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Blackman Lake receiving more focus

SNOHOMISH — The city is investing in Blackman Lake.
Just last week, divers hired by the city pulled invasive curly leaf pondweed out. This weed first was spotted in the lake in 2021.
Further into the future, the city hired an environmental consultant for $104,000 for its expertise to write a plan for reducing toxic algae blooms. Herrera Environmental is doing a year-long study; its report should be done by 2024, city engineer Yosh Monzaki said.
One focal point will be to reduce the amount of phosphorous nutrients in the lake that empowers algae to thrive.
The lake off of 13th Street can use any help it can get.
As of Thursday, Sept. 8, the lake remained under a toxic algae watch, from signs posted at the lake. It's been over a month since the warnings went up Sunday, July 24. The lake was last tested Aug. 29, according to records published on the state's toxic algae database.
Algae thrives under bad water conditions. Among all algae types, it is the blue-green variety that prompts warnings because it has toxins that can make people and animals sick.
Kay Ditzenberger, a Blackman Lake advocate who lives along the lake, says flow is essential for the lake’s healthfulness. Without good flow to consistently flush the lake, chemicals that seep in just swirl around, she described.
People’s pesticide chemicals that seep in could be boosting the lake’s phosphorous levels. Lake residents along the shoreline spray glyphosate regularly to control shoreline lillypads for the property maintenance.
No chemical tests have been done for Blackman Lake, and none are planned, the city said.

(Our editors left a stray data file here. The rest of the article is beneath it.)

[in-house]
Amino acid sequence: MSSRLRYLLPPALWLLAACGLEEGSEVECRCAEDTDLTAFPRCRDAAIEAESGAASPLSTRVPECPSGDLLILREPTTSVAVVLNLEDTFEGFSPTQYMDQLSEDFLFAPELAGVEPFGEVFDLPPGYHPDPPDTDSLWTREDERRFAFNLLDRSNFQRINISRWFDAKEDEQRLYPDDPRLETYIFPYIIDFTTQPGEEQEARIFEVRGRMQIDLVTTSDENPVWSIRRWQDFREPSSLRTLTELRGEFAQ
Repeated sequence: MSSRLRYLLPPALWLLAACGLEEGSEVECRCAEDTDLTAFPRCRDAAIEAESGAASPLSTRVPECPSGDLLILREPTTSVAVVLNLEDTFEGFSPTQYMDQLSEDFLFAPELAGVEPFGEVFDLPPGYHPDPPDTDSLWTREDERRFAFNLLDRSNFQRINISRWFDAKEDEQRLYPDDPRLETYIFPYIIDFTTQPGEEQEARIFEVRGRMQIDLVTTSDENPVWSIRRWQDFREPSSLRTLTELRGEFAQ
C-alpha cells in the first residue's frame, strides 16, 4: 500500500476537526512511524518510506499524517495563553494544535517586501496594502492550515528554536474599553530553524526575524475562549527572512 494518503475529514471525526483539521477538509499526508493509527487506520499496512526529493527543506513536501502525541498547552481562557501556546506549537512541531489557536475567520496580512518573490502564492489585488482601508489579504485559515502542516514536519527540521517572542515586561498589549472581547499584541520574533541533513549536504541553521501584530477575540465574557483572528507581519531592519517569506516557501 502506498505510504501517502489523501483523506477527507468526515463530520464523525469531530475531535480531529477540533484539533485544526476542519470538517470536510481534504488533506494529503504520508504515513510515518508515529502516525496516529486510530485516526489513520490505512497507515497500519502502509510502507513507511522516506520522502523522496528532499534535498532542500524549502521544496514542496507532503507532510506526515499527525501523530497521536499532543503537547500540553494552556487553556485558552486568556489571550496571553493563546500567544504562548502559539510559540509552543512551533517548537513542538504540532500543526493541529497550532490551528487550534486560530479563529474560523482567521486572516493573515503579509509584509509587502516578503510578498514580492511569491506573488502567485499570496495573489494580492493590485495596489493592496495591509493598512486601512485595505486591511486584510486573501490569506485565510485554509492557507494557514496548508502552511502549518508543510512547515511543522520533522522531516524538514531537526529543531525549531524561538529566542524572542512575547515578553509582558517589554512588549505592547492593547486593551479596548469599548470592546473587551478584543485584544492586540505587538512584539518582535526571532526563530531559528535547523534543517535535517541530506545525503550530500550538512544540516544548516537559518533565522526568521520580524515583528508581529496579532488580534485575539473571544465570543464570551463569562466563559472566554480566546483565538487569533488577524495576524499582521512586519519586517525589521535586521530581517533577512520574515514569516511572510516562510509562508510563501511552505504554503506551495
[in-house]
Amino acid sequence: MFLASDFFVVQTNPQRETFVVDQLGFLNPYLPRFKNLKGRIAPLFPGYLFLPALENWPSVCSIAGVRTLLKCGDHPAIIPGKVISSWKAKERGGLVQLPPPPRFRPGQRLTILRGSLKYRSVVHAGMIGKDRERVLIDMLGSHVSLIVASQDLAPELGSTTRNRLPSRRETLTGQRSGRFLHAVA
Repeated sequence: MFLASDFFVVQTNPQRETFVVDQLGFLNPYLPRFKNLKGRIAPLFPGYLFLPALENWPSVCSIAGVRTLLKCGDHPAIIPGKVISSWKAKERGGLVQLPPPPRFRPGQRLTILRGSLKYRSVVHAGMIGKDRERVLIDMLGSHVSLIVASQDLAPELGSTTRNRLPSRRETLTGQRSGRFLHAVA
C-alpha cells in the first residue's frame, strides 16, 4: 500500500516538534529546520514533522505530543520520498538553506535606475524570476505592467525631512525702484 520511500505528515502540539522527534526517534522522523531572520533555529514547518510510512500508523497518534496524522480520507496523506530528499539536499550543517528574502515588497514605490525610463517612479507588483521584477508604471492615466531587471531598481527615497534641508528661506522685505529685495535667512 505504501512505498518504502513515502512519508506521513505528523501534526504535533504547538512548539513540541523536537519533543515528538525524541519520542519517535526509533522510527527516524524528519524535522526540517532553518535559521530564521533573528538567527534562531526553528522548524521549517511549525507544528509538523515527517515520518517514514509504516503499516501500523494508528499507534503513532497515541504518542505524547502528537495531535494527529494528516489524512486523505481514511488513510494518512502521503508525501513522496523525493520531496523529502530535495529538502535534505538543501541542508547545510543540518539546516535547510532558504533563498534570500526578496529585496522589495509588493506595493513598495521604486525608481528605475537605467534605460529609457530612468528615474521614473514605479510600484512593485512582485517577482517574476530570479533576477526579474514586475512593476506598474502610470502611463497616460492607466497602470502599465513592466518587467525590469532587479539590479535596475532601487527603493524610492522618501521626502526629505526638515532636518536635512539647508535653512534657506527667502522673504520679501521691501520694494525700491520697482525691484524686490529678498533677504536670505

A chemical analysis of the lake will help fill a critical part of the picture of the lake’s situation, Ditzenberger believes.
“Remediation is good, but it does nothing to prevent the lake’s death,” Ditzenberger said.
Weather controls flow, Monzaki said.
Blackman Lake is a natural lake fed by surface water and ground water. Water flows in from a small watershed of creeks plus two channels. The watershed goes as far north as the corner of 30th Street SE and state Route 9, an area parallel east to the Snohomish Station shopping plaza.
The city has a stormwater channel that is part of the intake. Anything put in the storm drains could end up here.
Lake water is discharged through four pipes that feed to the Snohomish River. Ultimately, everything goes to Puget Sound.
The city further improved outflow in 2020 by installing overflow spots which spill over water when the fish screens get blocked by debris.
The capacity in number of gallons flowing out has improved thanks to a channel along Avenue A. The city does not have flow meters for lake intake.


  

 

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